Making a budget is easy but if you don’t know where to start, look no further: we have explained the basics for you.
Always using cash loans to make ends meet at the end of the month? Maybe you need to rethink (or start thinking about) your budget. Budgeting is an essential part of any household planning, whether you’re a single guy or a mom of five. If you don’t have a budge, here’s how to get started.
The goal of a budget is simple : To spend less money than you make to avoid getting into debt.
Spend some time recording all your incomes and expenses on a sheet of paper or computer spreadsheet. If you don’t have a stable income, estimate for every week or month.
Write down everything you spend, keeping in mind the most important expenses like rent or mortgage, food and loan payments. These things probably never change from month to month, so it’s a good place to start. Track everything else for about a month, including restaurants, movies and coffee shops.
Look at your expenses
After tracking your expenses for a month, divide them in necessary and optional. Again, the necessary ones are those that keep a roof over your head and put food in your mouth (excluding restaurants).
Optional expenses are things like coffee, that new pair of shoes you didn’t really need, fast food and lottery tickets. There are other variable expenses like cell phone bills, gas and car repairs, clothing, etc.
Try to balance
If you’re earning more than you spend, you don’t have much of a problem (this assuming that you don’t use your credit card to cover necessary expenses). It might be that you make more money than you need or are just really good at keeping your expenses in check. Good job!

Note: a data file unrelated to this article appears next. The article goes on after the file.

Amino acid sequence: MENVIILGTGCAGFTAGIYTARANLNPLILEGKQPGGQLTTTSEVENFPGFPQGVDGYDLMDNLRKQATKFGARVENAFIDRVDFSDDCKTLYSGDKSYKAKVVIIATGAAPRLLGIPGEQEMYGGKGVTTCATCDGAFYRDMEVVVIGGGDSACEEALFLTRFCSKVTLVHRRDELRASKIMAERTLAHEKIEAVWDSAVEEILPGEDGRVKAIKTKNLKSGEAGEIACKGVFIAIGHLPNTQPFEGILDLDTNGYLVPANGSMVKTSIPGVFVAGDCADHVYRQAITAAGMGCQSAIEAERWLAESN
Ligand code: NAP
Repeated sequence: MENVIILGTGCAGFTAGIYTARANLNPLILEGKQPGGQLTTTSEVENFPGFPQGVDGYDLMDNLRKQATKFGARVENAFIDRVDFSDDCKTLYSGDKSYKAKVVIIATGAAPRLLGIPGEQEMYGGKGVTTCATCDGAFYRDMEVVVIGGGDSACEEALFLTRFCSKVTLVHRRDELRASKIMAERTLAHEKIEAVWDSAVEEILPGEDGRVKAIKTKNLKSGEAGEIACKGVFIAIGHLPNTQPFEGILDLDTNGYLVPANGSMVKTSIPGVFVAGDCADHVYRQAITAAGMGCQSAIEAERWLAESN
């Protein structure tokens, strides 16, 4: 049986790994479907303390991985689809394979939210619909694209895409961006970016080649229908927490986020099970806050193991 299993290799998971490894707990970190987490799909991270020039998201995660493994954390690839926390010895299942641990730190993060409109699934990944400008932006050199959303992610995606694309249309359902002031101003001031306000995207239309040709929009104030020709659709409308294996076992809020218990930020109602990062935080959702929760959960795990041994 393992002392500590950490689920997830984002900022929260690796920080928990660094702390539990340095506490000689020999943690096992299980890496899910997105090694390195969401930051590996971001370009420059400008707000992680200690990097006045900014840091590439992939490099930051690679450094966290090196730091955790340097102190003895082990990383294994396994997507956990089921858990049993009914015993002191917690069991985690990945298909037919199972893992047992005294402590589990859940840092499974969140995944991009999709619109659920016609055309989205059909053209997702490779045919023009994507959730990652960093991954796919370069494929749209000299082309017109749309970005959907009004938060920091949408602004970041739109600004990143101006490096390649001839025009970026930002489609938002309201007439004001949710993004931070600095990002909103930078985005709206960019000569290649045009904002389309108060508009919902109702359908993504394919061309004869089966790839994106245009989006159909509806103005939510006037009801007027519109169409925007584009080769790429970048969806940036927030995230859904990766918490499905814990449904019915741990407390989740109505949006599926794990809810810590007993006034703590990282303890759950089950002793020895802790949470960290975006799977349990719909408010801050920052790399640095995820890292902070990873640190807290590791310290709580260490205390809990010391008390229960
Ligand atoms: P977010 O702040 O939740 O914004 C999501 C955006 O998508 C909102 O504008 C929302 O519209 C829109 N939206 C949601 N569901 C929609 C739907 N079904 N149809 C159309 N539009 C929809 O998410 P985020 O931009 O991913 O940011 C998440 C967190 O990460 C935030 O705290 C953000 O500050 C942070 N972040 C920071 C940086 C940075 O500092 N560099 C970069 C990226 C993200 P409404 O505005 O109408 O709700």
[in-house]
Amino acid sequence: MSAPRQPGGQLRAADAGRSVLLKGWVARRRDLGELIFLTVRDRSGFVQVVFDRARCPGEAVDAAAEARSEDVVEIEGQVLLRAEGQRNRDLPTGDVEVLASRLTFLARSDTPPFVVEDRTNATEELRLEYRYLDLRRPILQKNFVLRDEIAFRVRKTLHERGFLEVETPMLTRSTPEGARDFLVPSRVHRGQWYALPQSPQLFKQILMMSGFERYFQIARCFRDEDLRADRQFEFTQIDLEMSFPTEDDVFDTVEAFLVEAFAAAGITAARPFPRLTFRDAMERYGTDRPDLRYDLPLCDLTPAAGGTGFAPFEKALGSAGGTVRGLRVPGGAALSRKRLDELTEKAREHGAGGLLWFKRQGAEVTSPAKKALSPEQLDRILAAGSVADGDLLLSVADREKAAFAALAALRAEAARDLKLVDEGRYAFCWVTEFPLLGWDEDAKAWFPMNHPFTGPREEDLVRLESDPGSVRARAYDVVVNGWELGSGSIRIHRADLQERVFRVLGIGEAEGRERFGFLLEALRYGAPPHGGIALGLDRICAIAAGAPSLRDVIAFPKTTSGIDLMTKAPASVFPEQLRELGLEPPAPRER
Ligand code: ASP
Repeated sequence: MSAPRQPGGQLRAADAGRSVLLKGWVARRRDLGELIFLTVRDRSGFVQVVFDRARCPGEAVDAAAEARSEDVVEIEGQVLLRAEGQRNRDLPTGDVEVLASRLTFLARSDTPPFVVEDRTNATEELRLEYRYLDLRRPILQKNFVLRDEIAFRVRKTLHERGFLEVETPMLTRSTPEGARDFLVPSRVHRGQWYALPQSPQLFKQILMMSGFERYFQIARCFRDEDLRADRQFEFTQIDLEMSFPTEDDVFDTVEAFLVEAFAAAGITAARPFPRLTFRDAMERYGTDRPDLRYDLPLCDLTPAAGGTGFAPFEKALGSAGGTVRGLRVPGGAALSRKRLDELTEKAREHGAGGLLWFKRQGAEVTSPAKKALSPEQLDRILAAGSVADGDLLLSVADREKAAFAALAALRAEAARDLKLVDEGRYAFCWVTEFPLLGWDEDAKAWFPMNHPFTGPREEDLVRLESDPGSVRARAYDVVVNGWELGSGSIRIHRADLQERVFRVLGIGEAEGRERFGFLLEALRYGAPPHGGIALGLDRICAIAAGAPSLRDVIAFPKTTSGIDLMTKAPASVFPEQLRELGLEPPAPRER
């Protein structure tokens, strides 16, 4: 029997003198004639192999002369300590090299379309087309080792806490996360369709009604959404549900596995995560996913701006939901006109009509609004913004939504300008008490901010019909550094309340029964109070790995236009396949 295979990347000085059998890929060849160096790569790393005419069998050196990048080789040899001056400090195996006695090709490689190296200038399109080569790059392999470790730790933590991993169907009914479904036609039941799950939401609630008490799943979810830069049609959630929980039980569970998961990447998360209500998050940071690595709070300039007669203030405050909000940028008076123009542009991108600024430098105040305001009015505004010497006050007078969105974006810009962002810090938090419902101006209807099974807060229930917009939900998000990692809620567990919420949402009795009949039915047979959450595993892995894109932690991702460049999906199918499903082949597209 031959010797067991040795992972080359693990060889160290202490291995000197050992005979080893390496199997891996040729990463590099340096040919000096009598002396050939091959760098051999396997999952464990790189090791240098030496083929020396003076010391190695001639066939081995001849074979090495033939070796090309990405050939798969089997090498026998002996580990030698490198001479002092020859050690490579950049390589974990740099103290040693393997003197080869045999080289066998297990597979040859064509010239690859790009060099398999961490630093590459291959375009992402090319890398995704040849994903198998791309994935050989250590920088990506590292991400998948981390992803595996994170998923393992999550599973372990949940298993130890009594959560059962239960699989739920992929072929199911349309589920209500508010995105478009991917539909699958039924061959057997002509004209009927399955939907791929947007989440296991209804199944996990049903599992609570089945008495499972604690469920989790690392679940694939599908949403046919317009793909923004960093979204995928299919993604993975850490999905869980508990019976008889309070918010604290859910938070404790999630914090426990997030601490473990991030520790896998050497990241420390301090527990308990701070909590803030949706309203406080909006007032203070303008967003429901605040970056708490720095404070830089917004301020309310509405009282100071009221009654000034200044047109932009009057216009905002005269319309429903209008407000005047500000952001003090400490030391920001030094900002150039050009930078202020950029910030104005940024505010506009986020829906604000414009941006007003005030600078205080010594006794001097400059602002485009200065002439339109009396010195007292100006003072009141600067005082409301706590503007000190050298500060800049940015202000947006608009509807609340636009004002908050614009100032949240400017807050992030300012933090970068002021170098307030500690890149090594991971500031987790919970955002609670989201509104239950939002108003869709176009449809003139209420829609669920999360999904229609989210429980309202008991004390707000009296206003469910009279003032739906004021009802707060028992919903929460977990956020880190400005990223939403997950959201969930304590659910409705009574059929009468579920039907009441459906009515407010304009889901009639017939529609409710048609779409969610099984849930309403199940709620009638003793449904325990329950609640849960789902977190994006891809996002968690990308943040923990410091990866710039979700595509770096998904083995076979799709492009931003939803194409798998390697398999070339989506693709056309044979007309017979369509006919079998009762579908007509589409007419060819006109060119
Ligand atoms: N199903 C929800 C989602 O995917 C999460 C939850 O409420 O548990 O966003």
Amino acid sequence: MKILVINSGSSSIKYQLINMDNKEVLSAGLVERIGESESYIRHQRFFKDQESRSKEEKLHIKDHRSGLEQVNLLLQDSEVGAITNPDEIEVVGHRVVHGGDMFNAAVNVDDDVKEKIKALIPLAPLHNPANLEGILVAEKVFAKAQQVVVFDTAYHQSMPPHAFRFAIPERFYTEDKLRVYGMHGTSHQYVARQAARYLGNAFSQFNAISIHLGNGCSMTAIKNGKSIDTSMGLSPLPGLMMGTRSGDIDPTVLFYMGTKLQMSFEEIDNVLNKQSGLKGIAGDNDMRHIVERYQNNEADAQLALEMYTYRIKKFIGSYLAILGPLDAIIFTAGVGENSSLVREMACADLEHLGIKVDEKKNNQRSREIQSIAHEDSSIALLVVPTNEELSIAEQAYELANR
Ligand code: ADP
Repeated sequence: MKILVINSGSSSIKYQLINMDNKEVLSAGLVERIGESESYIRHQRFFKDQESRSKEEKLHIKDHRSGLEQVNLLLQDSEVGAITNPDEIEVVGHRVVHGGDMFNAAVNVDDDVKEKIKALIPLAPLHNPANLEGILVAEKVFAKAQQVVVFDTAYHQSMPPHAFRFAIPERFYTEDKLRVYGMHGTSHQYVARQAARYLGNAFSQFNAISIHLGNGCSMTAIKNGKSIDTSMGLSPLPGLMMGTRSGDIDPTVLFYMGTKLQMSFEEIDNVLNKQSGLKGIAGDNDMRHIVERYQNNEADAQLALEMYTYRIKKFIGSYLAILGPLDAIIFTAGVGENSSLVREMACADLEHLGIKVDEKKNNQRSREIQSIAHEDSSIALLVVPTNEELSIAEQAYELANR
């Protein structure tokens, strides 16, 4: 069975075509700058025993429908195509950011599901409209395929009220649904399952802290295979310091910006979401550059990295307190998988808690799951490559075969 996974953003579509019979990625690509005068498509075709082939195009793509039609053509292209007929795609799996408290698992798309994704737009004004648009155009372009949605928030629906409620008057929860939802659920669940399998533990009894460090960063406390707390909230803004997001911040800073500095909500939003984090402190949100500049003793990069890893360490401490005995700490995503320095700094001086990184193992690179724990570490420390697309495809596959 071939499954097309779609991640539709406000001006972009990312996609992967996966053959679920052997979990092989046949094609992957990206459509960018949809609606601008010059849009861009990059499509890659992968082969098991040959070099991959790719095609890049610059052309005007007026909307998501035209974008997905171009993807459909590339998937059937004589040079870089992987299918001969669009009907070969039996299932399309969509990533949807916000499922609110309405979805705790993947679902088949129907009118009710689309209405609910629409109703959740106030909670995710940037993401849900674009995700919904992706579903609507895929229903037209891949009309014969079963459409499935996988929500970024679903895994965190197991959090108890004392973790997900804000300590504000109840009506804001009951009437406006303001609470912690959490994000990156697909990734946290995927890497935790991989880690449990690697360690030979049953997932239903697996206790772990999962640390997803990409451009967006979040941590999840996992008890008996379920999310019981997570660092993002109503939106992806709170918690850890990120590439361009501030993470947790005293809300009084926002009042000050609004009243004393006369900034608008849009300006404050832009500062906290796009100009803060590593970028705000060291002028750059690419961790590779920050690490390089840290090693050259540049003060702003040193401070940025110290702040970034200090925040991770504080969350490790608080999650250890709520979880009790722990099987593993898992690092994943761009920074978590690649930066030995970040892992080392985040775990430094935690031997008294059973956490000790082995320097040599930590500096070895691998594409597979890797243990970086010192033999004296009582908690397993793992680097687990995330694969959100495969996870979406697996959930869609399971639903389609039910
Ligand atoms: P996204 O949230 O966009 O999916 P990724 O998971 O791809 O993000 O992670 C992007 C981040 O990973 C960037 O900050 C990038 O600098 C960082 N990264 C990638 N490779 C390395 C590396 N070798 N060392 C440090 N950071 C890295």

However, if your expenses are higher than your income, you need to start thinking about what you can cut or how to increase your earning. Can you balance your budget by eating home most nights and bringing a lunch to work? Can you skip on the Starbucks and bring a mug with you on the train?
Adjust as you go
Of course, there will always be unplanned expenses and emergencies. That’s why using a computer spreadsheet is so useful: you can add in unexpected expenses and see what it does to your budget right away.
Plan ahead for a few months but always adjust the numbers in your spreadsheet at the end of every week. If you plan 100$ for food every week but only spend 80$, this adds 20$ in your pocket.
Budgeting can be like dieting: if you deprive yourself for too long, you might just end up binging and spending more than you can handle. To avoid this situation, allow yourself some pocket money or save up for that awesome pair of boots or that new TV.
It’ll be much more rewarding to buy luxuries through saving rather than risking the debt collector calling you for a purchase you couldn’t afford in the first place. If you have a good budget, this likely won’t happen to you!Google+